I don't think I can give much specific advice, but it doesn't seem like you're putting much of a weight on what you want to do. For instance, it seems like you're somewhat disappointed that 80k advised against working in AI ethics. If so, I'd suggest maybe applying anyway or considering good programs not in the top 10 (most school rankings seem to be fairly arbitrary in my experience anyway) with the knowledge that you might have to be a little more self-motivated to do "top 10" quality work.
Alternatively, it might be the... (read more)
I'm not sure I understand your objection, but I feel like I should clarify that I'm not endorsing consequentialism as a sort of moral criterion (that is, the thing in virtue of which something is right or wrong) so much as I take the "effective" part of effective altruism to imply using some sort nonmoral consequentialist reasoning. As far as I understand (which isn't far), a Catholic moral framework would still allow for some sort of moral quantification (that some acts are more good than others or are good to a greater degree), e... (read more)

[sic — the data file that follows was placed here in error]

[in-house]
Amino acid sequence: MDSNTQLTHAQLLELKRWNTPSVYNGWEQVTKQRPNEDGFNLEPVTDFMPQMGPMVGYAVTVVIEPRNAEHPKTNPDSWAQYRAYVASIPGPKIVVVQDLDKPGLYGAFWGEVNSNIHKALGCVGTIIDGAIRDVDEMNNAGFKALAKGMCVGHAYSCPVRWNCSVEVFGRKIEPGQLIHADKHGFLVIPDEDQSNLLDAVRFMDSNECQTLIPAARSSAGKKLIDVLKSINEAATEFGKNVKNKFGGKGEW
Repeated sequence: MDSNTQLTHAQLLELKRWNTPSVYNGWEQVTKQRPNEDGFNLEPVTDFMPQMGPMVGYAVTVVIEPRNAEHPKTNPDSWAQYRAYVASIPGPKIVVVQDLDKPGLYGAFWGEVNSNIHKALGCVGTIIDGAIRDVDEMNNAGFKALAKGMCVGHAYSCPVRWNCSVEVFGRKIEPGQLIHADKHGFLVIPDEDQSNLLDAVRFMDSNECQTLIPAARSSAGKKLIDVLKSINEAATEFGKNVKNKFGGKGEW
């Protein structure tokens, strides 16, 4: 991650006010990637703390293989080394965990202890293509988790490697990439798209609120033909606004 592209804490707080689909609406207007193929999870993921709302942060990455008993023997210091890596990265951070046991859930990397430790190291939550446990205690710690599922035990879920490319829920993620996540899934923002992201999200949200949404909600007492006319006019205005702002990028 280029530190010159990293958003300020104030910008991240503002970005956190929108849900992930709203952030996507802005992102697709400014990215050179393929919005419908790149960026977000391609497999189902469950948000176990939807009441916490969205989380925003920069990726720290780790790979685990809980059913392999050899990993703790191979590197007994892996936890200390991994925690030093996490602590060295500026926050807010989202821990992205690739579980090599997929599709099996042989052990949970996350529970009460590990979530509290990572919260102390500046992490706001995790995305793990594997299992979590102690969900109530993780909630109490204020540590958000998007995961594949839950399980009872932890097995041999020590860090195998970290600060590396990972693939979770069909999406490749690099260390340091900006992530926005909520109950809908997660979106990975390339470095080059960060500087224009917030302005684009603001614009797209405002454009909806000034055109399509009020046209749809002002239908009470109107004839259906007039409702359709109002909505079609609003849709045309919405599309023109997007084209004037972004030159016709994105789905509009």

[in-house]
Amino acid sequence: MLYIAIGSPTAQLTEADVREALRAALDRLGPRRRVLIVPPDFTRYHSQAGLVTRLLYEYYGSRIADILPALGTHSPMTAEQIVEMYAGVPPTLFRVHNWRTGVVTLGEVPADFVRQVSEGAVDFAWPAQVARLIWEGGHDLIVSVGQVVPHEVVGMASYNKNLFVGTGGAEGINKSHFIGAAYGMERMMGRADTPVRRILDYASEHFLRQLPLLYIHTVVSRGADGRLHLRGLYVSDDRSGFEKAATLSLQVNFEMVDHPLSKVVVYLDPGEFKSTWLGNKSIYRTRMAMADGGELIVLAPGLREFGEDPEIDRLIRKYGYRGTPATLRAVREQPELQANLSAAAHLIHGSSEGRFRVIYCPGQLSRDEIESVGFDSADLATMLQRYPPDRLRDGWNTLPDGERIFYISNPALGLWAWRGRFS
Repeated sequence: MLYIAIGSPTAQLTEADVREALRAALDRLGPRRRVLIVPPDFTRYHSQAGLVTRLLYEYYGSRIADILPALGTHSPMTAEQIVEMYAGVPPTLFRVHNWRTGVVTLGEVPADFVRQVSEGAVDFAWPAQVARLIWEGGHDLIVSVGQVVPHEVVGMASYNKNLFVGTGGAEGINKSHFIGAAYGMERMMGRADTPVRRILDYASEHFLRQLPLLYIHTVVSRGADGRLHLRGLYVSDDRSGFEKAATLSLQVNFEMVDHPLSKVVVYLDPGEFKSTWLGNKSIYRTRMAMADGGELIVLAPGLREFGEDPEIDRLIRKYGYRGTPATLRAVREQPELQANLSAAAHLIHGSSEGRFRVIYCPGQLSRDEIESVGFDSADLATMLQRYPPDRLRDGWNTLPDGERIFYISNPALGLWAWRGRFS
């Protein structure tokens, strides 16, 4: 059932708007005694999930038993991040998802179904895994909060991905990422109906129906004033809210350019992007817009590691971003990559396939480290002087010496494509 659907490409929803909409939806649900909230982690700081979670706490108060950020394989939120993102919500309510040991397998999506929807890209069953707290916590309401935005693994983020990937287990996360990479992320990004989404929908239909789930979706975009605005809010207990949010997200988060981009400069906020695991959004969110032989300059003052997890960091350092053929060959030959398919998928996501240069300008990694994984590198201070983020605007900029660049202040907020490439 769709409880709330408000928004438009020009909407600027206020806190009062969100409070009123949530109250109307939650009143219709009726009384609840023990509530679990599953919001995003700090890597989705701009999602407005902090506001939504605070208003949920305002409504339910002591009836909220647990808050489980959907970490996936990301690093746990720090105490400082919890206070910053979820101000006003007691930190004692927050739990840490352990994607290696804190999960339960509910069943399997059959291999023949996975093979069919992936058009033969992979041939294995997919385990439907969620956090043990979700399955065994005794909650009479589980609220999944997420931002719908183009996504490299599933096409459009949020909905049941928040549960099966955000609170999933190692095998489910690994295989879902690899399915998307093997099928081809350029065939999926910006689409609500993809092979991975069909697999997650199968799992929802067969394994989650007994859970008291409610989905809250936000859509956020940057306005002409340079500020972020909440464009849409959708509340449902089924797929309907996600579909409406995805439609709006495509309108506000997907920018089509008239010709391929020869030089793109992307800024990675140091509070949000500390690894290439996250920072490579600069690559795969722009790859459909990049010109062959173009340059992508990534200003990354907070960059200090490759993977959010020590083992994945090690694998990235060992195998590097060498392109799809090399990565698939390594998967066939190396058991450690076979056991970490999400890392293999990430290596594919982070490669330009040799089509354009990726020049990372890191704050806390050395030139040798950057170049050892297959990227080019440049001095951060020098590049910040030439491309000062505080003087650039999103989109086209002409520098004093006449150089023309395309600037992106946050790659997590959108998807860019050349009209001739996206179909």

You're right. What I was trying to get at was that I presume Catholics would start with different answers to axiological questions like "what is the most basic good?". Where I might offer a welfarist answer, the Church might say say "a closeness to God" (I'm not confident in that). Thus, if a Catholic altruist applies the "effective" element of EA reasoning, the way to do the most good in the world might end up looking like aggressive evangelism in order to save the most souls. And that if we're trying to convin... (read more)
Tl;dr the moral framework of most religions is different enough from EA to make this reasoning nonsensical; it's an adversarial move to try to change religions' moral framework but there's potentially scope for religions to adopt EA tools